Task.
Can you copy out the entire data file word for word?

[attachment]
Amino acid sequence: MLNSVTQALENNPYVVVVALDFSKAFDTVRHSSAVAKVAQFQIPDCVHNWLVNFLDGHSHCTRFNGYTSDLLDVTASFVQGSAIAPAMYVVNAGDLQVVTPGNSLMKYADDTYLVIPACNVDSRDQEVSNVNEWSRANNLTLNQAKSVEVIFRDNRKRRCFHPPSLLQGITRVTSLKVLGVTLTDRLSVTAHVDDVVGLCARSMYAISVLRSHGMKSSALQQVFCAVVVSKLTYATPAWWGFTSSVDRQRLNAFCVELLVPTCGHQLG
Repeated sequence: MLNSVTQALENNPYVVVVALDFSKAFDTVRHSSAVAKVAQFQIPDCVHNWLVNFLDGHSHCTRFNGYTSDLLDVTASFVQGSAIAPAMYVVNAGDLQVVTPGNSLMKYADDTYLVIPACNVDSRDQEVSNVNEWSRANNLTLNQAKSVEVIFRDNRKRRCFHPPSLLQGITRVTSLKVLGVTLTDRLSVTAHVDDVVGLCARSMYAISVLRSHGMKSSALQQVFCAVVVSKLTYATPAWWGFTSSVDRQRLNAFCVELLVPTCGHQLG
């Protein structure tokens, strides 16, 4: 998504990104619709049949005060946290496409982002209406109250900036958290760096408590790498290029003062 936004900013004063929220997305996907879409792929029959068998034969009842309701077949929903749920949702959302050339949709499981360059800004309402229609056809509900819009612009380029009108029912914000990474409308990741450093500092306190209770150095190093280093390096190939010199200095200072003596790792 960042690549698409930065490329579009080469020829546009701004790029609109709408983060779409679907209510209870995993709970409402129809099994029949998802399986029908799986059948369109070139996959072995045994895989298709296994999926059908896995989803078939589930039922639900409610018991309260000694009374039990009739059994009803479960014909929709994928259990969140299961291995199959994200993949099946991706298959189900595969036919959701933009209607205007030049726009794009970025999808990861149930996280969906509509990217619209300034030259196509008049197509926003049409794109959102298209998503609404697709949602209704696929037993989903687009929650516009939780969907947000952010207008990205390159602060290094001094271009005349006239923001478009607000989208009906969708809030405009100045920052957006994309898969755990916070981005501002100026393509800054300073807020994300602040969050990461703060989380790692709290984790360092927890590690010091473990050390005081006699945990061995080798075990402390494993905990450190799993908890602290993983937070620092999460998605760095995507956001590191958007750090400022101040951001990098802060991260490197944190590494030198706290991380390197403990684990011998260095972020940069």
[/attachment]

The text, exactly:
Amino acid sequence: MLNSVTQALENNPYVVVVALDFSKAFDTVRHSSAVAKVAQFQIPDCVHNWLVNFLDGHSHCTRFNGYTSDLLDVTASFVQGSAIAPAMYVVNAGDLQVVTPGNSLMKYADDTYLVIPACNVDSRDQEVSNVNEWSRANNLTLNQAKSVEVIFRDNRKRRCFHPPSLLQGITRVTSLKVLGVTLTDRLSVTAHVDDVVGLCARSMYAISVLRSHGMKSSALQQVFCAVVVSKLTYATPAWWGFTSSVDRQRLNAFCVELLVPTCGHQLG
Repeated sequence: MLNSVTQALENNPYVVVVALDFSKAFDTVRHSSAVAKVAQFQIPDCVHNWLVNFLDGHSHCTRFNGYTSDLLDVTASFVQGSAIAPAMYVVNAGDLQVVTPGNSLMKYADDTYLVIPACNVDSRDQEVSNVNEWSRANNLTLNQAKSVEVIFRDNRKRRCFHPPSLLQGITRVTSLKVLGVTLTDRLSVTAHVDDVVGLCARSMYAISVLRSHGMKSSALQQVFCAVVVSKLTYATPAWWGFTSSVDRQRLNAFCVELLVPTCGHQLG
């Protein structure tokens, strides 16, 4: 998504990104619709049949005060946290496409982002209406109250900036958290760096408590790498290029003062 936004900013004063929220997305996907879409792929029959068998034969009842309701077949929903749920949702959302050339949709499981360059800004309402229609056809509900819009612009380029009108029912914000990474409308990741450093500092306190209770150095190093280093390096190939010199200095200072003596790792 960042690549698409930065490329579009080469020829546009701004790029609109709408983060779409679907209510209870995993709970409402129809099994029949998802399986029908799986059948369109070139996959072995045994895989298709296994999926059908896995989803078939589930039922639900409610018991309260000694009374039990009739059994009803479960014909929709994928259990969140299961291995199959994200993949099946991706298959189900595969036919959701933009209607205007030049726009794009970025999808990861149930996280969906509509990217619209300034030259196509008049197509926003049409794109959102298209998503609404697709949602209704696929037993989903687009929650516009939780969907947000952010207008990205390159602060290094001094271009005349006239923001478009607000989208009906969708809030405009100045920052957006994309898969755990916070981005501002100026393509800054300073807020994300602040969050990461703060989380790692709290984790360092927890590690010091473990050390005081006699945990061995080798075990402390494993905990450190799993908890602290993983937070620092999460998605760095995507956001590191958007750090400022101040951001990098802060991260490197944190590494030198706290991380390197403990684990011998260095972020940069």